In keeping with the goal to educate readers about the dangers of SOPA and PIPA, here is a piece by Jeremy Kolassa, originally published on December 21, 2011.
In one of the few instances of “good news,” or at least “not that terrible news,” the Stop Online Piracy Act has been delayed until after the winter recess:
WASHINGTON POST - The House Judiciary Committee confirmed Tuesday that it will delay continuing debate on the Stop Online Piracy Act until after Congress returns from its winter recess.
Committee spokeswoman Kim Smith said in an e-mailed statement that the hearing is expected to be scheduled for “early next year.”
Well, that is certainly good news on one front. It at least means they won’t be shoving it down our throat today.
But they’re going to try again. It always happens.
There was widespread outrage when TARP was first proposed, and under that public onslaught, the House of Representatives bucked its campaign contributors and shot the plan down. There was much rejoicing—until they passed it, with even more pork, four days later.
Now, I’m not saying this is necessarily what will happen with SOPA. It may come back and it may be defeated. That is certainly a possibility. But it will come back. The Recording Industry Association of America and the Motion Picture Association of America—which I have heard sarcastically referred to, combined, as the MAFIAA—have far too much invested in controlling your Internet access and your personal computer. Do you think they’re just going to give up the possibility of more control over your lives? Of course not. No corporation that could obtain such lucrative rents from the government is going to give it up that easily.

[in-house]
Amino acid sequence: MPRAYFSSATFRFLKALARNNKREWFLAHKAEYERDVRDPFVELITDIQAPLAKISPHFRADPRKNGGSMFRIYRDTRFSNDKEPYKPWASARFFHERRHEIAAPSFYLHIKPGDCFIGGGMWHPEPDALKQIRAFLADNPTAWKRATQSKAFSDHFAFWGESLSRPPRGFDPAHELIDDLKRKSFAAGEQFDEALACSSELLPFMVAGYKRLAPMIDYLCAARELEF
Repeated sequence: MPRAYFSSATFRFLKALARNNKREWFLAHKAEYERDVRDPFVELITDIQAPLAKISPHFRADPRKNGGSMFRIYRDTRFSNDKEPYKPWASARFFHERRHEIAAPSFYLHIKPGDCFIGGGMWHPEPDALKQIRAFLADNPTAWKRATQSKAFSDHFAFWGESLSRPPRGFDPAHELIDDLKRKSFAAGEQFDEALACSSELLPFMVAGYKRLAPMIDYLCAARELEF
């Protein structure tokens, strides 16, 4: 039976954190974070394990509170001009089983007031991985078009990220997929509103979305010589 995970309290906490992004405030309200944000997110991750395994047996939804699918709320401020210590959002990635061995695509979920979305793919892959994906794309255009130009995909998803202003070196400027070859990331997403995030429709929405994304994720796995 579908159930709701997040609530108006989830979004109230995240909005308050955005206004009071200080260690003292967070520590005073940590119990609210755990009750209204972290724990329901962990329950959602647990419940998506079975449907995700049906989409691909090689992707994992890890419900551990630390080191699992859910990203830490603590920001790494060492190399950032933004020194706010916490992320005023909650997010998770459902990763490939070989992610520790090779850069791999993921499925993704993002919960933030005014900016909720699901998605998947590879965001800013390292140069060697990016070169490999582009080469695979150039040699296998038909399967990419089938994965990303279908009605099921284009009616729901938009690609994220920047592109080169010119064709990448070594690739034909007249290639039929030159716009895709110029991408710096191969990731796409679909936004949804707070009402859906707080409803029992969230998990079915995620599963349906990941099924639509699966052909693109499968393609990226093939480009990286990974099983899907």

The only thing that will stop them, I think, is when they realize that A) this is just plain foolish, and B) the costs of trying to enforce it will outweigh any imaginary “benefits” they can think of. Even though the law hasn’t been passed yet, there are already workarounds to the SOPA enforcement mechanisms. When a guy in his metaphorical basement can spend a few hours and create a mere Firefox add-on that goes around the DNS blocking, you know your bill is pretty much useless.
And that’s the thing. No matter how many laws they pass, unless they start knocking on your door and arresting millions of people, they will not stop online piracy. Period. The MAFIAA is an ossified, old-school, traditional, top-down, hierarchial corporate organizational structure. The Internet is a fresh, agile, new school, modern, non-hierarchial, horizontal (or “flat”), and has no organization to speak of (other than, perhaps, “Anonymous.”) It is completely decentralized, dependent only on individuals—and that’s what makes it so impervious to this sort of thing. You simply cannot act fast enough to counter these workarounds.
Not that the MAFIAA will ever get it through their heads. They never do. And not that any of this justifies SOPA. The delaying is a good thing. Now let’s make sure it’s dead.